Tens of thousands of children are going to nurseries and preschools that simply are not good enough, says Ofsted.
A fifth of early-years settings have already been considered less than ‘good’ by Ofstead this year, which means there are around 144,000 children attending settings that the official inspection body for schools and children’s services thinks aren’t good enough.
So, from today, Ofsted is introducing new, tougher inspections for early-years settings. It will also close nurseries and preschools with the worst ratings, if they don’t improve within two years of being first inspected.
Ofsted ratings, before today, were ‘outstanding’, ‘good’, ‘satisfactory’ and ‘inadequate’. But ‘satisfactory’ has now been replaced with ‘requires improvement’. And those handed this rating will be re-inspected within a year and be given two years to change.
What makes a nursery or pre-school less than ‘good’?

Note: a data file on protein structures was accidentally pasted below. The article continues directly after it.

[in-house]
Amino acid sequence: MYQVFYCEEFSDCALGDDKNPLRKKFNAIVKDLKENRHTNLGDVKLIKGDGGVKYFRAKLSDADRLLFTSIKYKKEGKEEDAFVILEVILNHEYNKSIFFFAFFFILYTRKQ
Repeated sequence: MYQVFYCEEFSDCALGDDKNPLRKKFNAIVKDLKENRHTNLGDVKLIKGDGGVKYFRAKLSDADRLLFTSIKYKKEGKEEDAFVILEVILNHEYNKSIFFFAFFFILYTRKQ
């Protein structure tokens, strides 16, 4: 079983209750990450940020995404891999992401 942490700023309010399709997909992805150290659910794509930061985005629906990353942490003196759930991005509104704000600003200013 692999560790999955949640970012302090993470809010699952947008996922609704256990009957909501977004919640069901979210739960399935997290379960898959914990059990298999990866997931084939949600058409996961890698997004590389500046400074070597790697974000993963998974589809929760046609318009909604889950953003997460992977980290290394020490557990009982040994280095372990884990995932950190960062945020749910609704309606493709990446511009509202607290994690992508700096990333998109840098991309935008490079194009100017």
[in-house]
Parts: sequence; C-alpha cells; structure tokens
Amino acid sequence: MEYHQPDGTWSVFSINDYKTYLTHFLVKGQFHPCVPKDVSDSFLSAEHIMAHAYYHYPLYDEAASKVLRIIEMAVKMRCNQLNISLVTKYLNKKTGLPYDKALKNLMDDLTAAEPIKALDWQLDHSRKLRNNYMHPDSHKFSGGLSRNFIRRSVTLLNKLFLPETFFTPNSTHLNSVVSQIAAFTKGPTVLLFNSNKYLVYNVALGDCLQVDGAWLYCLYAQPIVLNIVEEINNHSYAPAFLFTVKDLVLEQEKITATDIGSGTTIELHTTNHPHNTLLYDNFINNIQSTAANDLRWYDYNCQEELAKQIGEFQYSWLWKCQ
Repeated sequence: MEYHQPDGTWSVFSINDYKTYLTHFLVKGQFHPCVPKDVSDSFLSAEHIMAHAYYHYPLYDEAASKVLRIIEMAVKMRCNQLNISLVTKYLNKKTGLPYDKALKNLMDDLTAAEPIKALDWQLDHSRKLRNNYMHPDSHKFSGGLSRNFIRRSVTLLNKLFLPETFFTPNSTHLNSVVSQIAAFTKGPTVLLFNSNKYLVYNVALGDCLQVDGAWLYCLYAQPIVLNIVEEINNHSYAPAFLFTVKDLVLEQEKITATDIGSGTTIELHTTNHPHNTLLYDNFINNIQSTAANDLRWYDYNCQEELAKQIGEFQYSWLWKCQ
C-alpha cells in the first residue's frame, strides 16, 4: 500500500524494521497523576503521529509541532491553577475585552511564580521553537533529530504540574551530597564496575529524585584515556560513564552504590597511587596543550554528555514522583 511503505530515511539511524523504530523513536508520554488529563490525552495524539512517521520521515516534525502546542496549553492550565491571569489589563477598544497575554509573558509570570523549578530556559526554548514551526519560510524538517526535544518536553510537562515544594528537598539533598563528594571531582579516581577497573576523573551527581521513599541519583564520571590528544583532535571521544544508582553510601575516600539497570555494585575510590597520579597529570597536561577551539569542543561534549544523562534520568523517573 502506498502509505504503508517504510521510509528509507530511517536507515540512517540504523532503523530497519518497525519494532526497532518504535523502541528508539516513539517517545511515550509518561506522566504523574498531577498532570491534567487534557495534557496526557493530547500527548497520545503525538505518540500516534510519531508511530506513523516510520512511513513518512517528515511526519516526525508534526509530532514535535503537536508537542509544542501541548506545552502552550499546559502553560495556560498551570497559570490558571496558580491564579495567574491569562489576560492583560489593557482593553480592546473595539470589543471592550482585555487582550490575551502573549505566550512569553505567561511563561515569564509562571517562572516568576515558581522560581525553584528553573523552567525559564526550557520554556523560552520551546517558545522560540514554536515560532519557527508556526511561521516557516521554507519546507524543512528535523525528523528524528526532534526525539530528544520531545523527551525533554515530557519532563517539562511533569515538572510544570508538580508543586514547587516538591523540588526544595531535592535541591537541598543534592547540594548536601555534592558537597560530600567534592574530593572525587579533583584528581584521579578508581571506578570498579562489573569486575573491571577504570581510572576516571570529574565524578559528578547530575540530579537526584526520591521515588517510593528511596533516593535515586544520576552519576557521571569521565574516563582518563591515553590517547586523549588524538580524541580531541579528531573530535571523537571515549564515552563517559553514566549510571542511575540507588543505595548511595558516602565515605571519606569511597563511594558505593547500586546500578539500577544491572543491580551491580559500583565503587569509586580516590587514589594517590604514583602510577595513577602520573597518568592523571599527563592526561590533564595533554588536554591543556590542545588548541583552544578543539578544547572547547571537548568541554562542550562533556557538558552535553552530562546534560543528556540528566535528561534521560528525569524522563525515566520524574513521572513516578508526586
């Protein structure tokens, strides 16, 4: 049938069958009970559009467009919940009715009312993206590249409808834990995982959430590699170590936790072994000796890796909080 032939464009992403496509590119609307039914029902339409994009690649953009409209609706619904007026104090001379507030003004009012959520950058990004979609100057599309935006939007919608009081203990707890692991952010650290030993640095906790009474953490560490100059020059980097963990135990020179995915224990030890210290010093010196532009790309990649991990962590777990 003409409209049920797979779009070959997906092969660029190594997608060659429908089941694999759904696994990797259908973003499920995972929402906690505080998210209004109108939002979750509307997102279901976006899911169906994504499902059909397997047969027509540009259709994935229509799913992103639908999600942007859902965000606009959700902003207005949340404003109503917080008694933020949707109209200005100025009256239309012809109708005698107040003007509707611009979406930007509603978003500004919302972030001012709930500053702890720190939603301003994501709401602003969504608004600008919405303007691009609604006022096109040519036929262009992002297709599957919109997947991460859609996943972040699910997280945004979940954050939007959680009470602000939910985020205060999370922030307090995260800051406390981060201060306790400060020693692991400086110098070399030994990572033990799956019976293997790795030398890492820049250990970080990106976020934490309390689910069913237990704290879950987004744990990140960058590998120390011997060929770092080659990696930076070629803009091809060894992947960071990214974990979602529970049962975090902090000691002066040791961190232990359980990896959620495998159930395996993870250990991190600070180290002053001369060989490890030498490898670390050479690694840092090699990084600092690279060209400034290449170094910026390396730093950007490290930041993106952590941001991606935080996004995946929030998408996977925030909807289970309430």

Settings will be judged on whether they meet the needs of the children who attend, and also on how effective the leadership team are.
The new criteria has been set after a consultation period with early-years providers and the public.
But not all education experts are happy with the changes. “Ofsted’s decision to change the grading from ‘satisfactory’ to ‘requires improvement’ is a cause for concern,” says Purnima Tanuku OBE, Chief Executive of National Day Nurseries Association.
“The new grading sends out an entirely different message about a nursery, and providers receiving this assessment will want to put an action plan in place and be re-inspected as quickly as possible.”
“No one thinks [poor nurseries] should be allowed to languish in their inadequacy,” says Ofsted’s Sir Michael Wilshaw says. “I wouldn’t have wanted my child to go to an inadequate nursery, and I don’t believe that any other parent would either, so we’re going to be less tolerant.”